In Cormeilles (Eure), in the workshop of master glassmaker Cyril Gouty, founded 14 years ago in a former printing press where the tracts of the Liberation of Paris were published, Dimitri Cremer skillfully applies his salts to glass. He has become a specialist in “silver yellow” or “Evreux yellow” which illuminates certain stained glass windows at the slightest ray of sunlight. “Like the blue of Chartres Cathedral, it is so named because, in Évreux, we are lucky to have remarkable sets of stained glass windows among the first to have used this color. These are exceptional creations that have been taken up throughout the region and elsewhere. »
Fruit of the marriage of clay and metallic salts, the yellow of Evreux appeared in the 14th century. Going to the right gesture, Dimitri Cremer owes it today to his boss, the master glassmaker Cyril Gouty. “Because unlike the days when the recipes were secret, when there was no transmission, which almost caused the profession to disappear, here we train apprentices like Ivanhoé Boissin, who won the medal in 2022. Gold for Best Apprentice in France. »
At 60% installed in religious buildings, the stained glass windows are made up of pieces of white and colored glass then painted. “I chose this profession precisely for drawing, explains Dimitri Cremer, master painter on stained glass, trained in CERFAV, the European glass center near Nancy and passionate about research on ancient techniques. Here, we operate in the five departments of Normandy and in the Paris region. »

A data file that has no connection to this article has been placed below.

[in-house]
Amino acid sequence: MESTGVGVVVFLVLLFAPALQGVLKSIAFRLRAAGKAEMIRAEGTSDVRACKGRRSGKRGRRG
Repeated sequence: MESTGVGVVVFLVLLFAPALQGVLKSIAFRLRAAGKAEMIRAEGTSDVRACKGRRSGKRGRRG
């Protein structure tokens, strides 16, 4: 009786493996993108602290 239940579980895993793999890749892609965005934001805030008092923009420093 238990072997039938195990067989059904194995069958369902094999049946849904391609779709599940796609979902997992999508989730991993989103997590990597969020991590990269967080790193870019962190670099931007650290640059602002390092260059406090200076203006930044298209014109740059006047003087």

Over the years, the craftsman has become a specialist in grisailles for opaque renderings, enamels for bright colors and cementations mainly used for shading, from which precisely the yellow of Evreux springs. “Even if we don’t know the inventor, says Dimitri Cremer, what interested and still interests master glassmakers are the possible variations, the intensities from lemon to amber. We manage to restore and create brilliant works. »
Not so simple though. The master painters must first act as chemists by mixing the powder to the nearest gram, apply it to the reserved parts, bake the glass at 680°C for less than three hours, then scrape to reveal the result: “c’ is a precision craft. Applied archaeology, because I always look for the gestures of yesteryear. It is a work of adaptation. The only solution is to test.